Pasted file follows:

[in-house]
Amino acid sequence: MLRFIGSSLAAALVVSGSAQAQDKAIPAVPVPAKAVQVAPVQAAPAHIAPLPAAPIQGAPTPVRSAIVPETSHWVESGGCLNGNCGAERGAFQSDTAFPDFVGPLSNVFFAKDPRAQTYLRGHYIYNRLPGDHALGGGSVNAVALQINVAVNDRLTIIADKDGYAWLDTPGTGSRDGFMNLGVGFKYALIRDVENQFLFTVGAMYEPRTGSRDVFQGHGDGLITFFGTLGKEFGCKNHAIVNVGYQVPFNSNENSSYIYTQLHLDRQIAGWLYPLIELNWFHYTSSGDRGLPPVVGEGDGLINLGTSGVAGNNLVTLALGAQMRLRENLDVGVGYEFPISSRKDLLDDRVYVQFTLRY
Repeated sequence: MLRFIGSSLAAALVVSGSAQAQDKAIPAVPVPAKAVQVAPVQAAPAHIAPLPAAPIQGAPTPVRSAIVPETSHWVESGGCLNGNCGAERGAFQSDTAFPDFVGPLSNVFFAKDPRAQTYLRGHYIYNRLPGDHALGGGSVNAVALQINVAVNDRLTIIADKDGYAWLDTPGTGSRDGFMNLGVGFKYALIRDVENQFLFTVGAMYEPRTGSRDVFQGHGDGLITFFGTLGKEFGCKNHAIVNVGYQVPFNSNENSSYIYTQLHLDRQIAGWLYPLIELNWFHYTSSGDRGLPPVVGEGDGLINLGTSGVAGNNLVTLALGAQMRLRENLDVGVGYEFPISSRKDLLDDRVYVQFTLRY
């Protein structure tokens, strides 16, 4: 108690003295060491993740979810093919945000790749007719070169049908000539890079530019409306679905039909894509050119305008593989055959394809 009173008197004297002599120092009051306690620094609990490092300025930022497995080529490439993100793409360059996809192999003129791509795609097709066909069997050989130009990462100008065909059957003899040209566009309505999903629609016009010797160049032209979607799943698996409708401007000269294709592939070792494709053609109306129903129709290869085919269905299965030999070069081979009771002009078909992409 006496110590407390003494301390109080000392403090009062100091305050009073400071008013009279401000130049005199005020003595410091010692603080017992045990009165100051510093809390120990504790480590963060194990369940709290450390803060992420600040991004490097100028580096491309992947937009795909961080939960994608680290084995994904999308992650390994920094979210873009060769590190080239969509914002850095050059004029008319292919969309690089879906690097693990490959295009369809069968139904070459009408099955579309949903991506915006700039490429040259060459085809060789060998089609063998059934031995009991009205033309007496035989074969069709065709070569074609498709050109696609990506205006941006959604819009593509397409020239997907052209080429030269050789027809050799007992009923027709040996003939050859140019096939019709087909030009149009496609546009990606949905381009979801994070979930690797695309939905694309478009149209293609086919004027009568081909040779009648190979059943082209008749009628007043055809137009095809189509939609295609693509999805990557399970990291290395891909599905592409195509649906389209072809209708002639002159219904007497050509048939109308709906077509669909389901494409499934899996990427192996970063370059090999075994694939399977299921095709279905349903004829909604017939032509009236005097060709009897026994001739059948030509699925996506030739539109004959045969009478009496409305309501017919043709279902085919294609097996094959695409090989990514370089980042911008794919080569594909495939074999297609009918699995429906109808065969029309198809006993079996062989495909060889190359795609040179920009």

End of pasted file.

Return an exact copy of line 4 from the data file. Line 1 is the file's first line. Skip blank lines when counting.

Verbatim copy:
């Protein structure tokens, strides 16, 4: 108690003295060491993740979810093919945000790749007719070169049908000539890079530019409306679905039909894509050119305008593989055959394809 009173008197004297002599120092009051306690620094609990490092300025930022497995080529490439993100793409360059996809192999003129791509795609097709066909069997050989130009990462100008065909059957003899040209566009309505999903629609016009010797160049032209979607799943698996409708401007000269294709592939070792494709053609109306129903129709290869085919269905299965030999070069081979009771002009078909992409 006496110590407390003494301390109080000392403090009062100091305050009073400071008013009279401000130049005199005020003595410091010692603080017992045990009165100051510093809390120990504790480590963060194990369940709290450390803060992420600040991004490097100028580096491309992947937009795909961080939960994608680290084995994904999308992650390994920094979210873009060769590190080239969509914002850095050059004029008319292919969309690089879906690097693990490959295009369809069968139904070459009408099955579309949903991506915006700039490429040259060459085809060789060998089609063998059934031995009991009205033309007496035989074969069709065709070569074609498709050109696609990506205006941006959604819009593509397409020239997907052209080429030269050789027809050799007992009923027709040996003939050859140019096939019709087909030009149009496609546009990606949905381009979801994070979930690797695309939905694309478009149209293609086919004027009568081909040779009648190979059943082209008749009628007043055809137009095809189509939609295609693509999805990557399970990291290395891909599905592409195509649906389209072809209708002639002159219904007497050509048939109308709906077509669909389901494409499934899996990427192996970063370059090999075994694939399977299921095709279905349903004829909604017939032509009236005097060709009897026994001739059948030509699925996506030739539109004959045969009478009496409305309501017919043709279902085919294609097996094959695409090989990514370089980042911008794919080569594909495939074999297609009918699995429906109808065969029309198809006993079996062989495909060889190359795609040179920009």